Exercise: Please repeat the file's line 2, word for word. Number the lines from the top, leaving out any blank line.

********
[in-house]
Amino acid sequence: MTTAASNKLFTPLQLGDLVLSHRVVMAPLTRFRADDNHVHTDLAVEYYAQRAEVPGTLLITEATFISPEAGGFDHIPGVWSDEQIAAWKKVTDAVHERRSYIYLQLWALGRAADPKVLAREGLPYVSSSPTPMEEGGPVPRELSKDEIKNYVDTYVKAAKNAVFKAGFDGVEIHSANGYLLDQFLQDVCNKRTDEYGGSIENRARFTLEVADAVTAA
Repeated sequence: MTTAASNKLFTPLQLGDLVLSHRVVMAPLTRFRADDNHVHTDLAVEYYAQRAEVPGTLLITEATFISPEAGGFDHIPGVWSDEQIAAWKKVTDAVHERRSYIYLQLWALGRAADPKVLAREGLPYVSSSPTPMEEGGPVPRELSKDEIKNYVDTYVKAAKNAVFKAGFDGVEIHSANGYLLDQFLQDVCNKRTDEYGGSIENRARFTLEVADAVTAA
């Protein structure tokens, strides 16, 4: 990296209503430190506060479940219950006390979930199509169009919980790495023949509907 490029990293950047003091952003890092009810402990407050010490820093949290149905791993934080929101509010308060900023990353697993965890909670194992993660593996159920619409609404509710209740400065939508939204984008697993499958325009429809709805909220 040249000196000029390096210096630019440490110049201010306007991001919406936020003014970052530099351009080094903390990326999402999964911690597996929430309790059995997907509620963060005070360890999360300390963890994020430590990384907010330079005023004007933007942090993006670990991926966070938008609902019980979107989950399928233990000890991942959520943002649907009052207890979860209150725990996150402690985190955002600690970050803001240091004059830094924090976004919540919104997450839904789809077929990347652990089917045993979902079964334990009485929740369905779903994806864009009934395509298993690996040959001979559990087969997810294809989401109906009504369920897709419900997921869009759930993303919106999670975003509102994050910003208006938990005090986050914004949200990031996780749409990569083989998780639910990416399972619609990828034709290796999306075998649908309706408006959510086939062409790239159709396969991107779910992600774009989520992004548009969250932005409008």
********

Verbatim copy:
Amino acid sequence: MTTAASNKLFTPLQLGDLVLSHRVVMAPLTRFRADDNHVHTDLAVEYYAQRAEVPGTLLITEATFISPEAGGFDHIPGVWSDEQIAAWKKVTDAVHERRSYIYLQLWALGRAADPKVLAREGLPYVSSSPTPMEEGGPVPRELSKDEIKNYVDTYVKAAKNAVFKAGFDGVEIHSANGYLLDQFLQDVCNKRTDEYGGSIENRARFTLEVADAVTAA